Can you tell the readers about the Office of Sustainability and Greenworks Philadelphia?
KG: This is a new field and a new component within government. This all came about from an advocacy effort in the mayor [Michael Nutter’s] race in 2007. One hundred thirty different nonprofits, community groups came together to form the Next Great City Coalition. Greenworks is a result of that. It’s starting to force government to think in a more integrated and systems-based way. There are not necessarily a lot of initiatives that set a vision for the city, specific metric-based goals and then map out a role that all the departments can play. [What’s unique about Philadelphia] is Greenworks has done that.
There’s a piece of Greenworks that is starting to advance the conversation around questions of access and equity: How are we really thinking about neighborhoods and residents? Are they being well served or underserved to certain markets and to quality of life assets like:
Access to open space
Access to healthy and local foods?
For instance, we used to think about parks and ask: “Where is there space to build a park?” Now we ask: “Where is there a community in need and where is the best place to make that investment?” We’re no longer looking to build another park in a part that already [has] open space. We’re looking at where the gaps are.
Explain your goal to make Philadelphia the greenest city in the country? Is this a collective effort?
KG: Quality of life and quality of urban environments connected to sustainability was what [residents] saw as inherent and essential. They wanted to become the greenest city.
Now we are hearing from the private sector and colleges. This is coming from all directions. The role of the mayor is to provide top-level leadership and vision to say we think this is good for Philadelphia. We think this is the type of city that not only delivers quality of life for residents, but also, in the long term, delivers economic growth opportunities and situates us to be more resilient for climate trends we see coming.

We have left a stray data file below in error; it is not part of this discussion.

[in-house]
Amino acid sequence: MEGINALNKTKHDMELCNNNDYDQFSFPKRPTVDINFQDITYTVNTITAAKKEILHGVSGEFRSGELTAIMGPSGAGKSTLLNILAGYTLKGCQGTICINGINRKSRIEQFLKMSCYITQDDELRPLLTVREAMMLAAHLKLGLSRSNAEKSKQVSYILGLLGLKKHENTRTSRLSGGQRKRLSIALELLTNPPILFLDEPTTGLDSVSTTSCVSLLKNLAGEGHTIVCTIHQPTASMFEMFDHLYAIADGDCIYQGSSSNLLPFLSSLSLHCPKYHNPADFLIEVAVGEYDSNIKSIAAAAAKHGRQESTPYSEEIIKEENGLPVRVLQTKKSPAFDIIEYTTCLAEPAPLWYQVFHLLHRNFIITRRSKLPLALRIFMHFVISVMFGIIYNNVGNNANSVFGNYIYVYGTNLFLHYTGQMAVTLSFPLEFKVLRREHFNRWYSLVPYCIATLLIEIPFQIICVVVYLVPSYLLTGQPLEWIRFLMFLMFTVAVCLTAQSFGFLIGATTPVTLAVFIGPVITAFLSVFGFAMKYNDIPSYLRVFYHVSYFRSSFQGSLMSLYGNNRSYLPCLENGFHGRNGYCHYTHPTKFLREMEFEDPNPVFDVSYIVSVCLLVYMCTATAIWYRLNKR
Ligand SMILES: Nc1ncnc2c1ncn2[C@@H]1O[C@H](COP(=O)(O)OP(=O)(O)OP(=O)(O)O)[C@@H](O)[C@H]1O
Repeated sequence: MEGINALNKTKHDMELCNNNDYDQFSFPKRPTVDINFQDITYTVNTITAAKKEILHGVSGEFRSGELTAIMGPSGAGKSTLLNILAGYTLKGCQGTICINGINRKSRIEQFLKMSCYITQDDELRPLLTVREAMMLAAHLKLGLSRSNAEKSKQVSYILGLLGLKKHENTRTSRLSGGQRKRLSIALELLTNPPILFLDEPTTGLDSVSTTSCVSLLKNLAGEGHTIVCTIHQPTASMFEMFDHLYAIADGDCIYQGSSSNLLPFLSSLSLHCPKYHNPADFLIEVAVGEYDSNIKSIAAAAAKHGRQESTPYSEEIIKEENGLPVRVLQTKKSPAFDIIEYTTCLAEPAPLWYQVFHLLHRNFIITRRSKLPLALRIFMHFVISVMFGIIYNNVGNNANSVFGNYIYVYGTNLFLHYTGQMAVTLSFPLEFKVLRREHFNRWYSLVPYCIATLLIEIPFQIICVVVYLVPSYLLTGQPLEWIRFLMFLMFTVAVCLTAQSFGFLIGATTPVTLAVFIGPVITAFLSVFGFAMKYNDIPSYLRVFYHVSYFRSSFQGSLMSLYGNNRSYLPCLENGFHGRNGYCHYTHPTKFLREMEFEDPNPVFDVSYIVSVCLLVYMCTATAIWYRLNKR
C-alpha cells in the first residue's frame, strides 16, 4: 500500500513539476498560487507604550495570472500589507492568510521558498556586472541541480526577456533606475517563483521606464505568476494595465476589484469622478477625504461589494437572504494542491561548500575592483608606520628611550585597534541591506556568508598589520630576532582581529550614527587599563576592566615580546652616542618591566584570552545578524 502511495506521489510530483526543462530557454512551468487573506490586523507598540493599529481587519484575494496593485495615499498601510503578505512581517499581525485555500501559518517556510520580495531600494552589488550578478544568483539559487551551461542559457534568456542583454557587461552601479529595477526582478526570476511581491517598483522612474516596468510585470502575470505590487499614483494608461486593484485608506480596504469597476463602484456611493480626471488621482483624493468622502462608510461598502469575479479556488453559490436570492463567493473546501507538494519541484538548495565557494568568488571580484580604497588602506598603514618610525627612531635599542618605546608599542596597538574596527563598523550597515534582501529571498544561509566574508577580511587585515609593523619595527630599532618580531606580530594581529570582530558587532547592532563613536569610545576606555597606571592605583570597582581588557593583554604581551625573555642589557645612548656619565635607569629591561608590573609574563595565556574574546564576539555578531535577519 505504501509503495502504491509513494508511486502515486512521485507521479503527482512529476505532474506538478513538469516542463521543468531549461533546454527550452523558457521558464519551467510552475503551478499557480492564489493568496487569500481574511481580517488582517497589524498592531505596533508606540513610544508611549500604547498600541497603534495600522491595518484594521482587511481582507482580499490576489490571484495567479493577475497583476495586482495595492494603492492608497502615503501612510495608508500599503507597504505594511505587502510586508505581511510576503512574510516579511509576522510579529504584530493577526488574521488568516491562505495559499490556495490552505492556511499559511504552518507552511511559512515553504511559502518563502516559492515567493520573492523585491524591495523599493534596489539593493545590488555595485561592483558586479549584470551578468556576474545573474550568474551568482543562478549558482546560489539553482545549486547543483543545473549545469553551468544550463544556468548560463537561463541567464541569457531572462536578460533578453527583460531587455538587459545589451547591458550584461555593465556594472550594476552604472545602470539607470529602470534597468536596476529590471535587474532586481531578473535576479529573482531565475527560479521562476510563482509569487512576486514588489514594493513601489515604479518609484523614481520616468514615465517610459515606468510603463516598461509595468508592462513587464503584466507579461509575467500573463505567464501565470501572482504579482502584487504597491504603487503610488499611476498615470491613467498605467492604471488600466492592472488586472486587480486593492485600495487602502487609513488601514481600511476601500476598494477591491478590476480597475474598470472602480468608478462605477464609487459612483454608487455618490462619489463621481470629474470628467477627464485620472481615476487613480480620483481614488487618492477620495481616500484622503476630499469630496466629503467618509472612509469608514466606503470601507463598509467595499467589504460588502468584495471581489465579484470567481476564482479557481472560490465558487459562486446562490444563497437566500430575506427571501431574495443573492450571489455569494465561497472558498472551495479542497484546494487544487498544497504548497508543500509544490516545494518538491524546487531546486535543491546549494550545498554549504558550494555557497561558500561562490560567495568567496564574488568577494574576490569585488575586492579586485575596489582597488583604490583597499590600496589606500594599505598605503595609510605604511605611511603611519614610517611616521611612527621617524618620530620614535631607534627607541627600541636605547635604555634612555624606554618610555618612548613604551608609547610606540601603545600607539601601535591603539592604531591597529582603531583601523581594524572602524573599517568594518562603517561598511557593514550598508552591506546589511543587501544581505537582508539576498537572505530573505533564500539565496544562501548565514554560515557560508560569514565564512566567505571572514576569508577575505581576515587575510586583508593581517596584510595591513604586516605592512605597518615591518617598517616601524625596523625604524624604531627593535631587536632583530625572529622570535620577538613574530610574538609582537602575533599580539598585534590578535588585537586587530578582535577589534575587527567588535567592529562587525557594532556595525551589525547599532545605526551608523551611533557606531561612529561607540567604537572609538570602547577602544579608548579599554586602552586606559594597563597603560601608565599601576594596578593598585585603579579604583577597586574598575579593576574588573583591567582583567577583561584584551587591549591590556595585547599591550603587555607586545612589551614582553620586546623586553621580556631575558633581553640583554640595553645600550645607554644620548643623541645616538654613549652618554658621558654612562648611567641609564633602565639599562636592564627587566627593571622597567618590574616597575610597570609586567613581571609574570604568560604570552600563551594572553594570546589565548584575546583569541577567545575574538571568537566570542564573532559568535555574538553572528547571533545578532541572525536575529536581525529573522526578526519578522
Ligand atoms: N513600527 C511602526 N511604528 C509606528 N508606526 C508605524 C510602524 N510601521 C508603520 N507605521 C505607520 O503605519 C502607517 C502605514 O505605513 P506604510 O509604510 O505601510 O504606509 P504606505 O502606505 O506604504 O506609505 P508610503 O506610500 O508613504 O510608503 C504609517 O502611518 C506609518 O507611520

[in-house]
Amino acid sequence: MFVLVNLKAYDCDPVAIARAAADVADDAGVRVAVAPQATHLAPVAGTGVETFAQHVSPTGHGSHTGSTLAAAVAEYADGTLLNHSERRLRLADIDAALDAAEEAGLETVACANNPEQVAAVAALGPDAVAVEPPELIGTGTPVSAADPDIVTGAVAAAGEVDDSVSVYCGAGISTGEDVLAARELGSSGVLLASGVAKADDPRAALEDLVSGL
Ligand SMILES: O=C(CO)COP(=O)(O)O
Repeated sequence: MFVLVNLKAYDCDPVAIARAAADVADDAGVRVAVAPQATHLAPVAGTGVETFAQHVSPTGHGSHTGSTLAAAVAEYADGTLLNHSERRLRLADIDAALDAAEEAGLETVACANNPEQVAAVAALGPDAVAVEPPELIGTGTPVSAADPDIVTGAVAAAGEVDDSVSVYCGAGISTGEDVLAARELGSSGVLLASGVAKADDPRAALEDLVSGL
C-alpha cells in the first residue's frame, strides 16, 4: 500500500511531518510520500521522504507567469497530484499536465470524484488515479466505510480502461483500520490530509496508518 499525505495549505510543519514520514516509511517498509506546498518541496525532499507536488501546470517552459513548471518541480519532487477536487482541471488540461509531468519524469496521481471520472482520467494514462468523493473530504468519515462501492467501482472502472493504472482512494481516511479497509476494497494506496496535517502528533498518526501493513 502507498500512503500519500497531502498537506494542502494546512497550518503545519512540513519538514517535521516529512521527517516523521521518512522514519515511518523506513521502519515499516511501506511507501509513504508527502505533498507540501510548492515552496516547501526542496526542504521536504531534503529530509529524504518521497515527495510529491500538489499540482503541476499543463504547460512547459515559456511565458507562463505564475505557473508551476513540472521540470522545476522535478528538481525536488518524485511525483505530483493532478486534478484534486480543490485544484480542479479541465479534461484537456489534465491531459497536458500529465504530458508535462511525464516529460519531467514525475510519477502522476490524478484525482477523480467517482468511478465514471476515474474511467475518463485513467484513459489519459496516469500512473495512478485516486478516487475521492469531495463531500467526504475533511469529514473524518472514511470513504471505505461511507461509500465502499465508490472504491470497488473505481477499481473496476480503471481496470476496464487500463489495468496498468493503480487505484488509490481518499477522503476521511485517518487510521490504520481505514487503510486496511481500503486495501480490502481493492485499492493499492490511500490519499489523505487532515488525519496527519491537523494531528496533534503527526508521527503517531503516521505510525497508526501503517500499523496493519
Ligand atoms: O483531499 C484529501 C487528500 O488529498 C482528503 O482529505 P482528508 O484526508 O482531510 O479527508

Do you have specific examples of how your work is cutting-edge?
KG: Two areas that come to mind are:
The dramatic shift around transportation share.
We have seen a pretty significant decrease in car ownership and a jump in bike use. We have increased the number of miles in bike lanes. We are one of the top three cities in the country for percentage of residents that commute to work by bike. We are bringing Bike Share to the city. We have had to rethink how we approach parking and bike lanes and the share between bikes and cars.
The work the water department has done as a part of their Green City Clean Water program.
They took what traditionally would have been a federal, legal mandate to build more concrete tunnels underground and working with the mayor forced EPA to allow us to make the investment largely aboveground instead through intensive green infrastructure. Over the next twenty years, we will support one of the largest public works investments of our generation. It’s going to be greening half of the city’s landmass. That investment is going to
Create open space
Help reduce flooding in vulnerable neighborhoods
Stabilize and enhance real estate value in certain neighborhoods
This next generation will have very visible and tangible things to see about how a city can be connected to nature.
We’re going to restore
Ecosystems damaged in the last couple of decades due to industrial growth
The scale of that investment is massive and the implications are astounding.
How will residents see the changes?
KG: A weekly visible example is: we are all recycling now. Recycling has now surpassed twenty percent Five years ago, we didn’t recycle as a city.
Now we’re asking:
Are we ready to look at compositing and how we divert food waste?
Are we ready to start thinking about next generation waste management?
How does the Office of Sustainability define innovation?